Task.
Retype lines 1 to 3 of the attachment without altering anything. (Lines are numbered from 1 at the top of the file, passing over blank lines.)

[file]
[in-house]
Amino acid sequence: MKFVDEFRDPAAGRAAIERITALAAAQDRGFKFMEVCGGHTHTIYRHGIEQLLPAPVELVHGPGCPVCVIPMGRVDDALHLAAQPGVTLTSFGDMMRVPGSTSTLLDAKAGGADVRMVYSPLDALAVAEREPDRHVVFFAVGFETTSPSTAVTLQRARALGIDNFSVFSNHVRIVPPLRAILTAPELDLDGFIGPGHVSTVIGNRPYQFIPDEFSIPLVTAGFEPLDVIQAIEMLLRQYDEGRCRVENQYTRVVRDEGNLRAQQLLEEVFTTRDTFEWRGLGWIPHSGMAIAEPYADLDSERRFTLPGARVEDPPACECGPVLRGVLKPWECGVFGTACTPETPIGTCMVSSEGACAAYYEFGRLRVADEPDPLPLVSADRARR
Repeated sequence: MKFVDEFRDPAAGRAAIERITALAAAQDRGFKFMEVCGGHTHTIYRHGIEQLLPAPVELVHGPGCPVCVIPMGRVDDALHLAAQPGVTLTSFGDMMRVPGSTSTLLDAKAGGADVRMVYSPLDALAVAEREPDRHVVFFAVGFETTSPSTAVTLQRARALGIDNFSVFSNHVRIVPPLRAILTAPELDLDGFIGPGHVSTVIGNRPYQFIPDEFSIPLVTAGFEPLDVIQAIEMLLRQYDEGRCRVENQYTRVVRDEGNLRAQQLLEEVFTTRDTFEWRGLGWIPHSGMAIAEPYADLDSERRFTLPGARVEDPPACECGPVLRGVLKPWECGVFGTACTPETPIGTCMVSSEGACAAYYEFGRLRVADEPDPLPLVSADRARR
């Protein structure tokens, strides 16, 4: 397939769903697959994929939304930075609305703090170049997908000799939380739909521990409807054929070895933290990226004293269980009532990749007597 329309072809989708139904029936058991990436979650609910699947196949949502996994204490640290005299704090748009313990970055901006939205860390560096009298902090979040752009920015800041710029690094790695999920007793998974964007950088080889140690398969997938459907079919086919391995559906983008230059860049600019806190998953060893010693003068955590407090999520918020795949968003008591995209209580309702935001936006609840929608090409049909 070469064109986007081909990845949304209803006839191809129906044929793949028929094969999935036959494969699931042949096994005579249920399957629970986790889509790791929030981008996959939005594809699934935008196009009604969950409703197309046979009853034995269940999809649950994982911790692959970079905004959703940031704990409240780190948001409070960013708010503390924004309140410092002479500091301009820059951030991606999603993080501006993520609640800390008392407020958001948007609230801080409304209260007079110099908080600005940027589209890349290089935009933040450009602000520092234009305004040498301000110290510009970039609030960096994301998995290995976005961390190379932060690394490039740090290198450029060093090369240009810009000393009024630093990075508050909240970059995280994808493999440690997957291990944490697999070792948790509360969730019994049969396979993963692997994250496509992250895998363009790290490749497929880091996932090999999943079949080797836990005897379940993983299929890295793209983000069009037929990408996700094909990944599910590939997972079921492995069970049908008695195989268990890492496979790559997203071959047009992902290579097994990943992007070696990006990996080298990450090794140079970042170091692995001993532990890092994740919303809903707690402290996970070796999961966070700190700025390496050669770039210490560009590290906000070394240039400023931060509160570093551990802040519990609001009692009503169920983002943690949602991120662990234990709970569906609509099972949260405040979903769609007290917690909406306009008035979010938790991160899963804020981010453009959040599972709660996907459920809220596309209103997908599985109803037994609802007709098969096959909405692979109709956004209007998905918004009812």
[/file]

[in-house]
Amino acid sequence: MKFVDEFRDPAAGRAAIERITALAAAQDRGFKFMEVCGGHTHTIYRHGIEQLLPAPVELVHGPGCPVCVIPMGRVDDALHLAAQPGVTLTSFGDMMRVPGSTSTLLDAKAGGADVRMVYSPLDALAVAEREPDRHVVFFAVGFETTSPSTAVTLQRARALGIDNFSVFSNHVRIVPPLRAILTAPELDLDGFIGPGHVSTVIGNRPYQFIPDEFSIPLVTAGFEPLDVIQAIEMLLRQYDEGRCRVENQYTRVVRDEGNLRAQQLLEEVFTTRDTFEWRGLGWIPHSGMAIAEPYADLDSERRFTLPGARVEDPPACECGPVLRGVLKPWECGVFGTACTPETPIGTCMVSSEGACAAYYEFGRLRVADEPDPLPLVSADRARR
Repeated sequence: MKFVDEFRDPAAGRAAIERITALAAAQDRGFKFMEVCGGHTHTIYRHGIEQLLPAPVELVHGPGCPVCVIPMGRVDDALHLAAQPGVTLTSFGDMMRVPGSTSTLLDAKAGGADVRMVYSPLDALAVAEREPDRHVVFFAVGFETTSPSTAVTLQRARALGIDNFSVFSNHVRIVPPLRAILTAPELDLDGFIGPGHVSTVIGNRPYQFIPDEFSIPLVTAGFEPLDVIQAIEMLLRQYDEGRCRVENQYTRVVRDEGNLRAQQLLEEVFTTRDTFEWRGLGWIPHSGMAIAEPYADLDSERRFTLPGARVEDPPACECGPVLRGVLKPWECGVFGTACTPETPIGTCMVSSEGACAAYYEFGRLRVADEPDPLPLVSADRARR